And Dark Materials
The Hunger Games and Twilight are not the only notable works of young adult fiction popular today.
The Lightning Thief
The Lightning Thief, by Rick Riordan, is a reworking of Greek mythology. Percy Jackson is a 12-year-old who discovers a rather unusual personal trait: he is a demigod.
This novel, which is the first in a series, sees Percy venture forth to stop a war between the Greek gods: Zeus, Poseidon and Hades.
The series enjoyed a presence on the New York Times best seller list for the rather lengthy period of 223 weeks. The Lightning Thief’s film adaptation, Percy Jackson & the Olympians: The Lightning Thief, made none of the waves of other young adult crossovers. Nonetheless, it enjoyed considerable commercial success, even if critics weren’t always kind.
Truly, Madly, Deeply
Don’t expect a tale of the underdog rising to the occasion. Truly, Madly, Deeply follows the most popular boy in school as he starts a seemingly successful relationship with a beautiful girl. An unusual premise, the story acquires its tension not through the overcoming of meekness but rather through the difficulties of two dominant personalities attempting to reconcile their differences.
In Faraaz Kazi’s novel, misunderstandings abound with all the ensuing difficulties.
The Chronicles of Narnia
C.S. Lewis’ The Chronicles of Narnia follows the wars, tribulations and successes of the fantasy realm of Narnia. Considered a classic, this seven book series is, in reality, a joy for all ages.
The work draws heavily from several sources including Christian themes (as is often noted with the lion), Aslan, Greek, Turkish and Roman mythology, as well as British and Irish fairytales.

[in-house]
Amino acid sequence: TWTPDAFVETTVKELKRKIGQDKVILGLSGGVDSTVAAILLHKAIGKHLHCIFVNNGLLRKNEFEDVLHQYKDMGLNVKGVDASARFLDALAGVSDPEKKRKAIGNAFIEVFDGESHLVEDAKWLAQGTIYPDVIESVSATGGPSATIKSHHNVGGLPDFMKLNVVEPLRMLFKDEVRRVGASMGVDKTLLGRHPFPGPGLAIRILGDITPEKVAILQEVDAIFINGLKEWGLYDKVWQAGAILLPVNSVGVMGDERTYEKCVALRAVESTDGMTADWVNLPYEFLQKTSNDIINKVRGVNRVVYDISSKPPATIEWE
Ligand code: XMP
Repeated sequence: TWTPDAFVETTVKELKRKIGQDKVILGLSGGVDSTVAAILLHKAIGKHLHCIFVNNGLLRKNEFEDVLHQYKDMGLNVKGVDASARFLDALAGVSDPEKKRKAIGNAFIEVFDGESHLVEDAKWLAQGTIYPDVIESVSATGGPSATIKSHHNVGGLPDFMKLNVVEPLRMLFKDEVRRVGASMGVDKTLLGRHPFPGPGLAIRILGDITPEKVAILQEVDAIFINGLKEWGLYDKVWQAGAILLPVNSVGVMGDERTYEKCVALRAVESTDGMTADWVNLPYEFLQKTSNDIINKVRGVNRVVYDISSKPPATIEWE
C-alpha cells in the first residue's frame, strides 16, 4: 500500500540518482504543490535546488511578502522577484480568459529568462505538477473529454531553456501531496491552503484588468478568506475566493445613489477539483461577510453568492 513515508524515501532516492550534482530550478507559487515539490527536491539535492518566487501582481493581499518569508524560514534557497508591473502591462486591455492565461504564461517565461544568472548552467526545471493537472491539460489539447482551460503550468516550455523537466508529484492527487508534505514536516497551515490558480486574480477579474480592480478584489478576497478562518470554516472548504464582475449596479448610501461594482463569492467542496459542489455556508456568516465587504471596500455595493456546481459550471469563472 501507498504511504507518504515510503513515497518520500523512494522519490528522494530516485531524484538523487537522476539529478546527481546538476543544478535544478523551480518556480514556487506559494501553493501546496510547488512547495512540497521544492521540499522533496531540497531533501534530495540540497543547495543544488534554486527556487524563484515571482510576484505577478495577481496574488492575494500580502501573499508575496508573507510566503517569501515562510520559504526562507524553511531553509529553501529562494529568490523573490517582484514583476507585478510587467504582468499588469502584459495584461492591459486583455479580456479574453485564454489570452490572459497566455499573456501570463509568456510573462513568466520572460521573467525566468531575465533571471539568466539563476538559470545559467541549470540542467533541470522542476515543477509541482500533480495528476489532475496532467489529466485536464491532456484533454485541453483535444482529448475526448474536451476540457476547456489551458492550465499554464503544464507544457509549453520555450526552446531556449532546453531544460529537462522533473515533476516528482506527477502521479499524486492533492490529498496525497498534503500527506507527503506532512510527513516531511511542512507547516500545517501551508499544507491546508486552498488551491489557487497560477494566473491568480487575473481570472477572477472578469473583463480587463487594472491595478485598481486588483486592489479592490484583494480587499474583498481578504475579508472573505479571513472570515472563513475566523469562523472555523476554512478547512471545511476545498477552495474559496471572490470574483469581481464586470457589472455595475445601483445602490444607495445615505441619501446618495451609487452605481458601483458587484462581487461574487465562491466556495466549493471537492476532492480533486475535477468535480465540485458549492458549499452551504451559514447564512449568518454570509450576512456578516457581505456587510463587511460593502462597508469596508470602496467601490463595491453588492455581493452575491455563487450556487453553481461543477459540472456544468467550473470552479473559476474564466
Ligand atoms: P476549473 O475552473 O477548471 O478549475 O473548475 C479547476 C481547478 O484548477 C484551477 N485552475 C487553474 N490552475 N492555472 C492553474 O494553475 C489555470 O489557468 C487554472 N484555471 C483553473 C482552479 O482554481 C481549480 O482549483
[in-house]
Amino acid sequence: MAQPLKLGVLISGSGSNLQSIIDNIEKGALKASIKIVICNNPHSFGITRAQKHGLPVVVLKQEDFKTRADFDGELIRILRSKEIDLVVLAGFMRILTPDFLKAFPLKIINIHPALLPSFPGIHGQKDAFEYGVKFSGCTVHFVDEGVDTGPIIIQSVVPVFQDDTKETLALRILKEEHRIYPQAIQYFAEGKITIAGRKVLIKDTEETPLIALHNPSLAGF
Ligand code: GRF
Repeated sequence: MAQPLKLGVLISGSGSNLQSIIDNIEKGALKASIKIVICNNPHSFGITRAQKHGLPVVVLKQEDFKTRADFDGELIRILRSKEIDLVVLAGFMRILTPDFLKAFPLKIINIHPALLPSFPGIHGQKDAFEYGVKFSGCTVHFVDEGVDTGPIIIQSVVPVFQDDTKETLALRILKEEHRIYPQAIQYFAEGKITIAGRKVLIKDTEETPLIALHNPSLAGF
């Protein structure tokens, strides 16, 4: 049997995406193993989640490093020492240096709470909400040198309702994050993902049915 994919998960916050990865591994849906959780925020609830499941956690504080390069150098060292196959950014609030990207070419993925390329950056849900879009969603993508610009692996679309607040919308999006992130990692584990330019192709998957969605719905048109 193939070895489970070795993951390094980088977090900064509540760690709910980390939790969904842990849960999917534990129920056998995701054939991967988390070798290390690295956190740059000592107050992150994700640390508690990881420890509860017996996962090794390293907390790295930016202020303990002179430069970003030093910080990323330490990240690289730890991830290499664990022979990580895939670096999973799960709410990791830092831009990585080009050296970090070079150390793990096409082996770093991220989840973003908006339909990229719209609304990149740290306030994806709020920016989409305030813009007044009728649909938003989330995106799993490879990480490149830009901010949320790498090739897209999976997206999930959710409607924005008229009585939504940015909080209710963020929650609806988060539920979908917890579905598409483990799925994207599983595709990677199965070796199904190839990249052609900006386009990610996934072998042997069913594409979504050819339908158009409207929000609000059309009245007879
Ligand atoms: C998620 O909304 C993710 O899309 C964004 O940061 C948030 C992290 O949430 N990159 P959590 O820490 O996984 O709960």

The series, completed in 1956, has has sold over 100 million copies in 47 languages. It has not stopped being printed and can even be purchased in braille form.
His Dark Materials
The His Dark Materials series, by Phillip Pullman, follows the adventures of Lyra Belacqua and Will Parry as they jump between parallel universes.
The books are surprisingly noir, adopting at times the style and sensibility of the 1920s, yet always with a twist. This is the effect of the multiple universes. Some things are futuristic, some things certainly are not. Expect armoured bears, witches and hot air balloons.
The series touches on huge themes, including physics, philosophy and theology and is considered accessible to both young adults as well as the slightly less young variant.
Of course, there are always the wizards of Hogwarts. This seven novel series follows the schooling of Harry Potter at Hogwarts, a wizard school. With his friends, Ronald Weasley and Hermione Granger, Harry must fight a decidedly unpleasant character by the name of Lord Voldemort whose plans are essentially, world domination.
Be warned: J.K. Rowling’s (pictured) novels, which have become the best-selling novel series of all time, are known for becoming gradually darker.
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